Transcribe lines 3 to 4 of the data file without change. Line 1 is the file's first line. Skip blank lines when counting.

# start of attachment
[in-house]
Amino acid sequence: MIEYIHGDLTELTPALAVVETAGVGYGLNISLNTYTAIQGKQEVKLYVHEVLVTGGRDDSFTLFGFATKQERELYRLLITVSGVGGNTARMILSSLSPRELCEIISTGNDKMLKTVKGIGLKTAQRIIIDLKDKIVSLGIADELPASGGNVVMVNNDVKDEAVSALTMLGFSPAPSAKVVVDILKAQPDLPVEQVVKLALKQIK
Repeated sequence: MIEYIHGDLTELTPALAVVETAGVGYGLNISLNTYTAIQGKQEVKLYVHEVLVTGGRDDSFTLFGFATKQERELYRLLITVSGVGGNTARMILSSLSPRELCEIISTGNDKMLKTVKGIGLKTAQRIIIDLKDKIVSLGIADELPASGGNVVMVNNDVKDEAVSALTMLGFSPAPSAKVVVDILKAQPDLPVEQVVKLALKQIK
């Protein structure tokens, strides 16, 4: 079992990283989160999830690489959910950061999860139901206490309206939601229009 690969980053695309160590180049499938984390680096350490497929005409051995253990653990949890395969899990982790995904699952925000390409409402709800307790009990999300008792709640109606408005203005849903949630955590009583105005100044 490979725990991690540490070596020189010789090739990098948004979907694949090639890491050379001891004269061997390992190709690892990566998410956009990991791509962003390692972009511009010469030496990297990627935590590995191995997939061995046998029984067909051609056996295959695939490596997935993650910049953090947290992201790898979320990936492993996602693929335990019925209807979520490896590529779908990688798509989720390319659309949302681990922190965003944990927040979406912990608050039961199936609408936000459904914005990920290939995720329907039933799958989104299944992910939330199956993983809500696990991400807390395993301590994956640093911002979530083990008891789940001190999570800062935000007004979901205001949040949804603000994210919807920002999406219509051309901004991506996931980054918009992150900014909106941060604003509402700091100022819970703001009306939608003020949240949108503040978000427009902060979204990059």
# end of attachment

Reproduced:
Repeated sequence: MIEYIHGDLTELTPALAVVETAGVGYGLNISLNTYTAIQGKQEVKLYVHEVLVTGGRDDSFTLFGFATKQERELYRLLITVSGVGGNTARMILSSLSPRELCEIISTGNDKMLKTVKGIGLKTAQRIIIDLKDKIVSLGIADELPASGGNVVMVNNDVKDEAVSALTMLGFSPAPSAKVVVDILKAQPDLPVEQVVKLALKQIK
């Protein structure tokens, strides 16, 4: 079992990283989160999830690489959910950061999860139901206490309206939601229009 690969980053695309160590180049499938984390680096350490497929005409051995253990653990949890395969899990982790995904699952925000390409409402709800307790009990999300008792709640109606408005203005849903949630955590009583105005100044 490979725990991690540490070596020189010789090739990098948004979907694949090639890491050379001891004269061997390992190709690892990566998410956009990991791509962003390692972009511009010469030496990297990627935590590995191995997939061995046998029984067909051609056996295959695939490596997935993650910049953090947290992201790898979320990936492993996602693929335990019925209807979520490896590529779908990688798509989720390319659309949302681990922190965003944990927040979406912990608050039961199936609408936000459904914005990920290939995720329907039933799958989104299944992910939330199956993983809500696990991400807390395993301590994956640093911002979530083990008891789940001190999570800062935000007004979901205001949040949804603000994210919807920002999406219509051309901004991506996931980054918009992150900014909106941060604003509402700091100022819970703001009306939608003020949240949108503040978000427009902060979204990059």